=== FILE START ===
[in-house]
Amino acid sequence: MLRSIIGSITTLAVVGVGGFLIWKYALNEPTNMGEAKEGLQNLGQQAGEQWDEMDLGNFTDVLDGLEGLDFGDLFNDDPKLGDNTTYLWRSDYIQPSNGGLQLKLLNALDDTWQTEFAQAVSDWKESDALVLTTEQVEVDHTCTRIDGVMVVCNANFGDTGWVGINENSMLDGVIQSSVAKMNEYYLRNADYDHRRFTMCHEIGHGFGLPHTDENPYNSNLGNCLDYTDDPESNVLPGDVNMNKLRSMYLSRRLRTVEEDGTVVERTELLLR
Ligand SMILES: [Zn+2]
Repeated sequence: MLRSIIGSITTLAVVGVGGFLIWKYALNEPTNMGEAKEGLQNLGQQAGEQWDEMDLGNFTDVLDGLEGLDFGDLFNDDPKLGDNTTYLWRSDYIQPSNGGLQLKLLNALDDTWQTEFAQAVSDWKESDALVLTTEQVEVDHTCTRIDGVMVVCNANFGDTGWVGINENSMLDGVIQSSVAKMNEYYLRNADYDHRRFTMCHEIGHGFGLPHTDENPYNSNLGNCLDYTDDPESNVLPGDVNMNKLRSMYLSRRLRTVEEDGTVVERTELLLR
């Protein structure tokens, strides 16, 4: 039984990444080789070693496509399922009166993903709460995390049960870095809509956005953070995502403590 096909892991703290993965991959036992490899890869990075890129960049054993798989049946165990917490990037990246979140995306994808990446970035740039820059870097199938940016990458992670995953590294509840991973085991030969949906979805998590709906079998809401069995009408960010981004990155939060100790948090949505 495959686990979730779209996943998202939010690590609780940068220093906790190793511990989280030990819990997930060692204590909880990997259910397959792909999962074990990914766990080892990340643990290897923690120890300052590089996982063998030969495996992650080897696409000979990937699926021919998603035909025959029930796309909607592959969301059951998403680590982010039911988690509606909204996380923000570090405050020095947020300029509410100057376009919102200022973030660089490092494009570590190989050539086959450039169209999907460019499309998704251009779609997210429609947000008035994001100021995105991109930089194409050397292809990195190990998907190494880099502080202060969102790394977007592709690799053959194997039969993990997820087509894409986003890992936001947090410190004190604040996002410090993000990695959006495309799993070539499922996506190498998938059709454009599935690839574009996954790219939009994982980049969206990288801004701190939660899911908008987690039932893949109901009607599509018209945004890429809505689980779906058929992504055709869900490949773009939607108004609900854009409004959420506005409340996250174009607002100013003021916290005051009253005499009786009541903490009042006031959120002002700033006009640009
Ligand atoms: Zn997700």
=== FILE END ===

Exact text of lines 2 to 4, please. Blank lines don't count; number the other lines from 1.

Amino acid sequence: MLRSIIGSITTLAVVGVGGFLIWKYALNEPTNMGEAKEGLQNLGQQAGEQWDEMDLGNFTDVLDGLEGLDFGDLFNDDPKLGDNTTYLWRSDYIQPSNGGLQLKLLNALDDTWQTEFAQAVSDWKESDALVLTTEQVEVDHTCTRIDGVMVVCNANFGDTGWVGINENSMLDGVIQSSVAKMNEYYLRNADYDHRRFTMCHEIGHGFGLPHTDENPYNSNLGNCLDYTDDPESNVLPGDVNMNKLRSMYLSRRLRTVEEDGTVVERTELLLR
Ligand SMILES: [Zn+2]
Repeated sequence: MLRSIIGSITTLAVVGVGGFLIWKYALNEPTNMGEAKEGLQNLGQQAGEQWDEMDLGNFTDVLDGLEGLDFGDLFNDDPKLGDNTTYLWRSDYIQPSNGGLQLKLLNALDDTWQTEFAQAVSDWKESDALVLTTEQVEVDHTCTRIDGVMVVCNANFGDTGWVGINENSMLDGVIQSSVAKMNEYYLRNADYDHRRFTMCHEIGHGFGLPHTDENPYNSNLGNCLDYTDDPESNVLPGDVNMNKLRSMYLSRRLRTVEEDGTVVERTELLLR